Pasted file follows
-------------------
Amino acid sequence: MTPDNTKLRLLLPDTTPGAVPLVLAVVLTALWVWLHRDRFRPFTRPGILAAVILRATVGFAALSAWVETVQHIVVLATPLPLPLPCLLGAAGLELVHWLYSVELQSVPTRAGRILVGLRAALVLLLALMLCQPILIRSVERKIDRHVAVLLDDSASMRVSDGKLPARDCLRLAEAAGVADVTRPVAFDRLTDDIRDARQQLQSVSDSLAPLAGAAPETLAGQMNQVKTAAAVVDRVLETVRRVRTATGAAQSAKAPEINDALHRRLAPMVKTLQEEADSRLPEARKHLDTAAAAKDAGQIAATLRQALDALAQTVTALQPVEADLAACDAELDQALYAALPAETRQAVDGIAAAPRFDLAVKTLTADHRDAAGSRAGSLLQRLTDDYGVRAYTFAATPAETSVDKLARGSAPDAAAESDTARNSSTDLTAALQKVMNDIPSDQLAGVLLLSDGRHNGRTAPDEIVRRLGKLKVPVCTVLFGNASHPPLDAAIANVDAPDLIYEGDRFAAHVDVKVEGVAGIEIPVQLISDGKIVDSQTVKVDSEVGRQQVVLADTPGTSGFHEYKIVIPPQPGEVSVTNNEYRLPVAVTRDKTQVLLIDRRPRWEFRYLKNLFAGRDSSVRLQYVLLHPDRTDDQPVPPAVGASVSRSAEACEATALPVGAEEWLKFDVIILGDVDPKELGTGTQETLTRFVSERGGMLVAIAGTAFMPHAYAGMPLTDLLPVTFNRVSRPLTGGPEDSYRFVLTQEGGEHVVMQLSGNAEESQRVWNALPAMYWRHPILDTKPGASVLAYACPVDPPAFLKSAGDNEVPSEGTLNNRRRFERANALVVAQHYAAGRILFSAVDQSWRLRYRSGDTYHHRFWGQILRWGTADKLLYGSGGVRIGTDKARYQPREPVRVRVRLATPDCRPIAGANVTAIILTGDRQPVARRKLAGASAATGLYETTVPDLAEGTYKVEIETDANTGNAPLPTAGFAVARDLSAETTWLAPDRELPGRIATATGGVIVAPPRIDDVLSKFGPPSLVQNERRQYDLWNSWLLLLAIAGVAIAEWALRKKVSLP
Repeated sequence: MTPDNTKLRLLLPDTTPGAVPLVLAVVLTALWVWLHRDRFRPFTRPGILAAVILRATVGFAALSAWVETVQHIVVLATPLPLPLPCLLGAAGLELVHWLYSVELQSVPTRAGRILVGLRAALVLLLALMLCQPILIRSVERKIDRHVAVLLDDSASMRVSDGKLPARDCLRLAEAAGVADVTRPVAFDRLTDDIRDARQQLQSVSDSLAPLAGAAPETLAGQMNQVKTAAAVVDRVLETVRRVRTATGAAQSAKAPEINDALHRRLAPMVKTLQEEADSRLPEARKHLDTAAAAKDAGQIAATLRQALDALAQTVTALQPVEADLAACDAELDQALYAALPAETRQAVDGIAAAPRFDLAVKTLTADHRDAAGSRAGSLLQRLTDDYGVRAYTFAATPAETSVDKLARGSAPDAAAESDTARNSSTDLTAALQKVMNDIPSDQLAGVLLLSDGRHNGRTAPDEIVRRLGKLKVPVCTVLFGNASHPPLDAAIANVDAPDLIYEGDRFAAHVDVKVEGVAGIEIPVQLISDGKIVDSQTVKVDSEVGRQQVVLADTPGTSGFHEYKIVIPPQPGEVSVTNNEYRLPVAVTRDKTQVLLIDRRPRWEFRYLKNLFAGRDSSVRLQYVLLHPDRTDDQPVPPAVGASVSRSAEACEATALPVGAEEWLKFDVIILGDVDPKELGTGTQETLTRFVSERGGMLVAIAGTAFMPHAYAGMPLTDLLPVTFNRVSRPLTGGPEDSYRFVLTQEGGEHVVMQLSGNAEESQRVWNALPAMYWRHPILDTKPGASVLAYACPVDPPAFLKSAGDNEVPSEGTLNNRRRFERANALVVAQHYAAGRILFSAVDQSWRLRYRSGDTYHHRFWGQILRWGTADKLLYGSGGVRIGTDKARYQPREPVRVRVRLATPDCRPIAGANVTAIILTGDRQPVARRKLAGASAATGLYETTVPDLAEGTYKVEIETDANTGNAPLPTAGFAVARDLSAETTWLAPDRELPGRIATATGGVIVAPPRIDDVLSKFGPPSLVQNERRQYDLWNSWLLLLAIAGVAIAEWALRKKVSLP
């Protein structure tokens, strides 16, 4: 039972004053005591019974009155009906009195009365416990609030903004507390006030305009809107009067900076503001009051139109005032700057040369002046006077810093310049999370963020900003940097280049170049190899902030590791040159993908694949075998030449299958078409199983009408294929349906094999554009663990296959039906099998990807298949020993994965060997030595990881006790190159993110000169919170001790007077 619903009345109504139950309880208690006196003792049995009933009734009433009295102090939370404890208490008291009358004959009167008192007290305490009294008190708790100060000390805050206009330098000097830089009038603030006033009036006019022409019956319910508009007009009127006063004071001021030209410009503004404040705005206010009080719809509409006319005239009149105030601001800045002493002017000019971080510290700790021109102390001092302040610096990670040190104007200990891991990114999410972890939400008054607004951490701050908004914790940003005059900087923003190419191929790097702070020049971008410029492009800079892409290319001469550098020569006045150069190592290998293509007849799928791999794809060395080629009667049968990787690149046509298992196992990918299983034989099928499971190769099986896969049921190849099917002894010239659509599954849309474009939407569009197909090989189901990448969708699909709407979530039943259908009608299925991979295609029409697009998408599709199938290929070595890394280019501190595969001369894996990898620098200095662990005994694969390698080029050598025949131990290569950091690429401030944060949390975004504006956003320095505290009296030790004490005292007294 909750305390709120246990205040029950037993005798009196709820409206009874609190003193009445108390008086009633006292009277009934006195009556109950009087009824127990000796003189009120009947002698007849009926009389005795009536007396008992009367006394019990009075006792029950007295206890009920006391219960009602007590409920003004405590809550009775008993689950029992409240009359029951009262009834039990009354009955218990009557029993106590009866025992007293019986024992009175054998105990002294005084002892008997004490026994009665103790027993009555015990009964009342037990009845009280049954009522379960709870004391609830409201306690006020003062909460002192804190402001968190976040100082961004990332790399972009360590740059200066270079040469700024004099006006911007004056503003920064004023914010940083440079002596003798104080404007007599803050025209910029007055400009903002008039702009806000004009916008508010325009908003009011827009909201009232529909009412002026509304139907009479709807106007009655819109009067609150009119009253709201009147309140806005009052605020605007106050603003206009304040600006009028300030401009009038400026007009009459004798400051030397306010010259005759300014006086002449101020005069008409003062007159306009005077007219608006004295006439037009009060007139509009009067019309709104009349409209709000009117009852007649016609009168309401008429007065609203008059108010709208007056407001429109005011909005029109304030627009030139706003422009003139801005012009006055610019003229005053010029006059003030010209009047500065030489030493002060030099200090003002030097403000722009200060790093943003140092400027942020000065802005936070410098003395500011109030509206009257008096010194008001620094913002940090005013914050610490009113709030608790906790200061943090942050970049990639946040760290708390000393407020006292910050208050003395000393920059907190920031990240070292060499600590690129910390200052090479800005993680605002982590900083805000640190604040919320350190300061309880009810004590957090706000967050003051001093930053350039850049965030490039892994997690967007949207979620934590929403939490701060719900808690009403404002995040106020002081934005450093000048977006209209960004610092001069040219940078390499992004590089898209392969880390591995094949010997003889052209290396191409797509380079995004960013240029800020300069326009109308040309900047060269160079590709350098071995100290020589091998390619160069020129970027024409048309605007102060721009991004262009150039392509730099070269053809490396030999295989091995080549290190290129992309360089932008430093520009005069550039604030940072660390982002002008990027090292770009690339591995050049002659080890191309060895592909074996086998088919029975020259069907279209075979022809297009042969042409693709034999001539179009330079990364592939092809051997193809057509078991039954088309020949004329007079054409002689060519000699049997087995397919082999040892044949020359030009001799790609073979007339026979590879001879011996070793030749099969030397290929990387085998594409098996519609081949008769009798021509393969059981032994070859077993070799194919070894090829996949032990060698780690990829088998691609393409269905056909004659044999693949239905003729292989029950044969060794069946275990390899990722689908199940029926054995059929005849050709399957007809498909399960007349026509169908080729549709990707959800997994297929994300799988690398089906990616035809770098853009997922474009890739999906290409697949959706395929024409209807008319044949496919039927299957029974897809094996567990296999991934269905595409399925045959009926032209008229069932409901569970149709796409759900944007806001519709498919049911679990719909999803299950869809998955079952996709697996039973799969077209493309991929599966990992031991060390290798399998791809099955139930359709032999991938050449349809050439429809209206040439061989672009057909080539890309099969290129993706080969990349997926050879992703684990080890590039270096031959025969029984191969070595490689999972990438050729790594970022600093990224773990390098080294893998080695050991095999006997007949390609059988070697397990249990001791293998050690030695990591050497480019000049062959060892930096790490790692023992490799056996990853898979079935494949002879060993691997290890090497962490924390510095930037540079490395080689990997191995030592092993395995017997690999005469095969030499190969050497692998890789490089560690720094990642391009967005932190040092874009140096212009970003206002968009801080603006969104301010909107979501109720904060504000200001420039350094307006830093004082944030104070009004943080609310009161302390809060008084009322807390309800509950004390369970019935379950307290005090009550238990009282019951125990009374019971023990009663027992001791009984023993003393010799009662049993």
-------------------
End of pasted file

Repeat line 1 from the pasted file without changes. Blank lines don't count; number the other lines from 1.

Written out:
Amino acid sequence: MTPDNTKLRLLLPDTTPGAVPLVLAVVLTALWVWLHRDRFRPFTRPGILAAVILRATVGFAALSAWVETVQHIVVLATPLPLPLPCLLGAAGLELVHWLYSVELQSVPTRAGRILVGLRAALVLLLALMLCQPILIRSVERKIDRHVAVLLDDSASMRVSDGKLPARDCLRLAEAAGVADVTRPVAFDRLTDDIRDARQQLQSVSDSLAPLAGAAPETLAGQMNQVKTAAAVVDRVLETVRRVRTATGAAQSAKAPEINDALHRRLAPMVKTLQEEADSRLPEARKHLDTAAAAKDAGQIAATLRQALDALAQTVTALQPVEADLAACDAELDQALYAALPAETRQAVDGIAAAPRFDLAVKTLTADHRDAAGSRAGSLLQRLTDDYGVRAYTFAATPAETSVDKLARGSAPDAAAESDTARNSSTDLTAALQKVMNDIPSDQLAGVLLLSDGRHNGRTAPDEIVRRLGKLKVPVCTVLFGNASHPPLDAAIANVDAPDLIYEGDRFAAHVDVKVEGVAGIEIPVQLISDGKIVDSQTVKVDSEVGRQQVVLADTPGTSGFHEYKIVIPPQPGEVSVTNNEYRLPVAVTRDKTQVLLIDRRPRWEFRYLKNLFAGRDSSVRLQYVLLHPDRTDDQPVPPAVGASVSRSAEACEATALPVGAEEWLKFDVIILGDVDPKELGTGTQETLTRFVSERGGMLVAIAGTAFMPHAYAGMPLTDLLPVTFNRVSRPLTGGPEDSYRFVLTQEGGEHVVMQLSGNAEESQRVWNALPAMYWRHPILDTKPGASVLAYACPVDPPAFLKSAGDNEVPSEGTLNNRRRFERANALVVAQHYAAGRILFSAVDQSWRLRYRSGDTYHHRFWGQILRWGTADKLLYGSGGVRIGTDKARYQPREPVRVRVRLATPDCRPIAGANVTAIILTGDRQPVARRKLAGASAATGLYETTVPDLAEGTYKVEIETDANTGNAPLPTAGFAVARDLSAETTWLAPDRELPGRIATATGGVIVAPPRIDDVLSKFGPPSLVQNERRQYDLWNSWLLLLAIAGVAIAEWALRKKVSLP